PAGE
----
Staff Picks: Melancholia, Music, and Meaning


This Week’s Reading

Cynthia Cruz. Photo: Steven Page. Courtesy of Cruz.

America: land of the free, home of the brave. A country, as our cultural mythos would have it, sans the social restrictions of the Old World. A country, thanks to the competitive fervor of meritocratic capitalism, without class. But we know this isn’t true: the idea of the United States as a land of the Protestant work ethic and the righteously rich is a fantasy, one especially relevant in the world of the arts. As the poet Cynthia Cruz painstakingly illustrates in her new book The Melancholia of Class: A Manifesto for the Working Class, an expansion of her 2019 essay of the same name, the working class is more often than not shut out of the arts in the contemporary U.S., reliant as this world is on low wages, credentialism, and social networking. In chapters that combine her own personal experiences as a working-class writer and the work of many American and international writers, artists, musicians, and filmmakers—including Clarice Lispector, Barbara Loden, James Baldwin, the Jam, Cat Power, and more—Cruz explores the “melancholia” that results when a working-class artist abandons their origins and is subsumed into the middle and upper classes. In a world that denies their very existence, she argues, the working-class artist is a ghost: “neither dead nor alive, the working class exists between worlds.” Drawing on theoretical frameworks from Mark Fisher and Freud, as well as some good old-fashioned proletarian internationalism, Cruz makes a convincing argument as to how the working class can best resist assimilation and instead continue to make provocative, formally experimental work that transcends the borders of both class and country. —Rhian Sasseen 

While much of the world turns its attention to Tokyo for one of the most ill-advised sporting events in recent memory, I’ve been spending my time in a different iteration of Japan’s capital: the lovingly crafted, densely packed world of Yakuza 0. I’ve played only a few chapters of the game so far, but much of it takes place in Kamurocho, a light fictionalization of the Tokyo nightlife district Kabukichō. The year is 1988, the Japanese economy is booming, and Kazuma Kiryu, a low-ranking member of the Tojo Clan crime family, has just been framed for murder. As Kiryu, the player works to clear his name, dredging deeper and deeper into the city’s muck of criminal activity. The main story is one of the most thrilling crime dramas I’ve encountered, which is all the more surprising given that a good portion of it revolves around a real estate dispute. But where Yakuza 0 shines most is in the downtime between plot beats, when Kiryu is free to roam the neighborhood and encounter the strange characters who populate its streets. An earnest back-alley mushroom merchant struggles to understand why his customers think he sells drugs. A dominatrix fails to grasp the authority needed to perform her job well. An enormous man named Mr. Shakedown proclaims his ambitions of standing “at the apex of ALL organisms.” In each and every situation, the comically straitlaced Kiryu does his best to help. Yakuza 0 is something wholly unique: a perfect blend of intricately plotted prestige drama and slapstick, thoroughly bonkers comedy, all of it undergirded by some of the best writing in modern video games. —Brian Ransom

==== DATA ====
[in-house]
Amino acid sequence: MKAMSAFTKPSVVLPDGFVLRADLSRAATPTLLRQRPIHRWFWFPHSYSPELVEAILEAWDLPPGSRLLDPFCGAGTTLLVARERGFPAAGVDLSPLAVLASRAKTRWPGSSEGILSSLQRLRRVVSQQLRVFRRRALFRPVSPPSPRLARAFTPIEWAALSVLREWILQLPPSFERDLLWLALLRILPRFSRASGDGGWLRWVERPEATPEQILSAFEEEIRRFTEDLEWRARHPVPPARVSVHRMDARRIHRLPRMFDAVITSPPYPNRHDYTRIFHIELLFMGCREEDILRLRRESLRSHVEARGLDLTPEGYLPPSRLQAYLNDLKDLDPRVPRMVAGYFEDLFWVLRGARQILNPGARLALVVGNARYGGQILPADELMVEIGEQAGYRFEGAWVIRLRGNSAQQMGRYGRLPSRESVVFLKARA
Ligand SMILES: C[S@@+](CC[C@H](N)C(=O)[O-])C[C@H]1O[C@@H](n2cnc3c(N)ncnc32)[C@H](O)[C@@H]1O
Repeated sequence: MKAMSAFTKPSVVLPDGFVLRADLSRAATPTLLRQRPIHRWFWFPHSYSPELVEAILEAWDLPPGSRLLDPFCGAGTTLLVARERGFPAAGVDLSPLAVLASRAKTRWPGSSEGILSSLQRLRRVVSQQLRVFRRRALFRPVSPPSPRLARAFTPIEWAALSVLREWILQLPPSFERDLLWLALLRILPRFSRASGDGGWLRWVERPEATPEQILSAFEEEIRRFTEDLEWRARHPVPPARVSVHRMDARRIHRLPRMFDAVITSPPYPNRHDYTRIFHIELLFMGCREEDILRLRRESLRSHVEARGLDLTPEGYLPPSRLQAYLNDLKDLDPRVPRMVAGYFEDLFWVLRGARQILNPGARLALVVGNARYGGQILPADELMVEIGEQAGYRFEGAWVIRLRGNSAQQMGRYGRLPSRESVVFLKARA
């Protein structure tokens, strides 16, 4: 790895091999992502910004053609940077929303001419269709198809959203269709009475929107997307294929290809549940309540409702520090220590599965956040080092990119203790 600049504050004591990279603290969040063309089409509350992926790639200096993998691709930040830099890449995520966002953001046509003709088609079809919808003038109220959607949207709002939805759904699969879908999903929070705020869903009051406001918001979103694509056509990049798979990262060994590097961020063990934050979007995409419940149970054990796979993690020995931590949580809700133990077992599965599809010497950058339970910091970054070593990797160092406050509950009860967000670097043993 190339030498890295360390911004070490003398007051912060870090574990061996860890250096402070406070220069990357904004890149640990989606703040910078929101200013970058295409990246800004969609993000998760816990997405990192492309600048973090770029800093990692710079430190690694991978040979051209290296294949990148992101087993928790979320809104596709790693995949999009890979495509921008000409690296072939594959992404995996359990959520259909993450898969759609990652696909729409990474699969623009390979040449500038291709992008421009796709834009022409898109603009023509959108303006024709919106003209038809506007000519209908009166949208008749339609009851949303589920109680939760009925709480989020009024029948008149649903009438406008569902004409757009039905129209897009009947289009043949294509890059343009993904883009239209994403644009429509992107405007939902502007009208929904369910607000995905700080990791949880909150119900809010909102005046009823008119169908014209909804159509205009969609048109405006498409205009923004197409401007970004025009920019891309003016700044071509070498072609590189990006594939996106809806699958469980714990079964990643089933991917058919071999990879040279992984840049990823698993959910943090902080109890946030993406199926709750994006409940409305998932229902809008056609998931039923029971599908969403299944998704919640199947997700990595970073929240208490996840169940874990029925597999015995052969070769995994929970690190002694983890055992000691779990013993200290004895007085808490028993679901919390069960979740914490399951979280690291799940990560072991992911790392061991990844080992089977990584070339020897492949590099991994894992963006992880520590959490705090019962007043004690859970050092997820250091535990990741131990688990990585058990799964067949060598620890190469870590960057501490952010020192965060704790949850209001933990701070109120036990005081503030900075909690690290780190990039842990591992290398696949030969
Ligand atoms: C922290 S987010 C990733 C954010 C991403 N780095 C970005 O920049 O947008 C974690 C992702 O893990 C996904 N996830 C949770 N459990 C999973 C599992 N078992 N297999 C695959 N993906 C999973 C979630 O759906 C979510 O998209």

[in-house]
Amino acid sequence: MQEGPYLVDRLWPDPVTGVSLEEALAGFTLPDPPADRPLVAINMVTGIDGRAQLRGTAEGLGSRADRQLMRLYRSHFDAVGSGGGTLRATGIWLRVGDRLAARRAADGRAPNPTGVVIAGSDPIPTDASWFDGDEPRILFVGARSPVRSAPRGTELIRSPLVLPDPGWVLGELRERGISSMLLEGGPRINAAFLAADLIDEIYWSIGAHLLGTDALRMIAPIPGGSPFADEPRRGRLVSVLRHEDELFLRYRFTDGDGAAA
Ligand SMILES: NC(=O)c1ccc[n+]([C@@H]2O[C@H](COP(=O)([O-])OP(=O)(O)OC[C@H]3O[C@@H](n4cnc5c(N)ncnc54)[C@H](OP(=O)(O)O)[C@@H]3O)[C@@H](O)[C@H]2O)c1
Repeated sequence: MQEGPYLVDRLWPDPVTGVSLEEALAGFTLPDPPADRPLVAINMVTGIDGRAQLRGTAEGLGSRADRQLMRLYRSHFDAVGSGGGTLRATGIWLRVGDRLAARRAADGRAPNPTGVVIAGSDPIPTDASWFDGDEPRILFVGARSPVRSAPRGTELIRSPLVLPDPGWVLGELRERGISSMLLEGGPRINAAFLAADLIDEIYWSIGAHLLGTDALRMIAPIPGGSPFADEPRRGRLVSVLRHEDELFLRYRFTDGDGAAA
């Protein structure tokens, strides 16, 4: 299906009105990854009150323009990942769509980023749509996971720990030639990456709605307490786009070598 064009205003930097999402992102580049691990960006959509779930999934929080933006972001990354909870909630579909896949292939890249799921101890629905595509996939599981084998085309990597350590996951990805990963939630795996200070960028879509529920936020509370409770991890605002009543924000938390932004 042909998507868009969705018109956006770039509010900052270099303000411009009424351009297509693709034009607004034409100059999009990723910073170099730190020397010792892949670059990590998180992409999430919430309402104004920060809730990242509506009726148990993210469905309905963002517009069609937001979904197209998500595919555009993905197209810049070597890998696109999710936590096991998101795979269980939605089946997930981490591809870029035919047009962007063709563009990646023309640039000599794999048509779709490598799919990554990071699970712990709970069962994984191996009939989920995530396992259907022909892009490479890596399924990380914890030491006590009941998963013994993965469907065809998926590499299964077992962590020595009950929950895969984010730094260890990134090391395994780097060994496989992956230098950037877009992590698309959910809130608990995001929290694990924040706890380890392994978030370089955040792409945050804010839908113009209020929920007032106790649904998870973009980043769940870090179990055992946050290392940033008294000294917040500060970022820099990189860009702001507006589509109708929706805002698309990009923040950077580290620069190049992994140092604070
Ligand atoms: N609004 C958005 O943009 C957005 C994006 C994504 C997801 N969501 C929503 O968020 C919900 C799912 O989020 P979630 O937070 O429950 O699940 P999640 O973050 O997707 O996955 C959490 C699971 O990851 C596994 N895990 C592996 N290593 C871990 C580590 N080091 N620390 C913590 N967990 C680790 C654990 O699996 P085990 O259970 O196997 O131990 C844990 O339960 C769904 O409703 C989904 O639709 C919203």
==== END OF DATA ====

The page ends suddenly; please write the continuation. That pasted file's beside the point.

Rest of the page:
Camille Roy. Photo courtesy of Nightboat Books.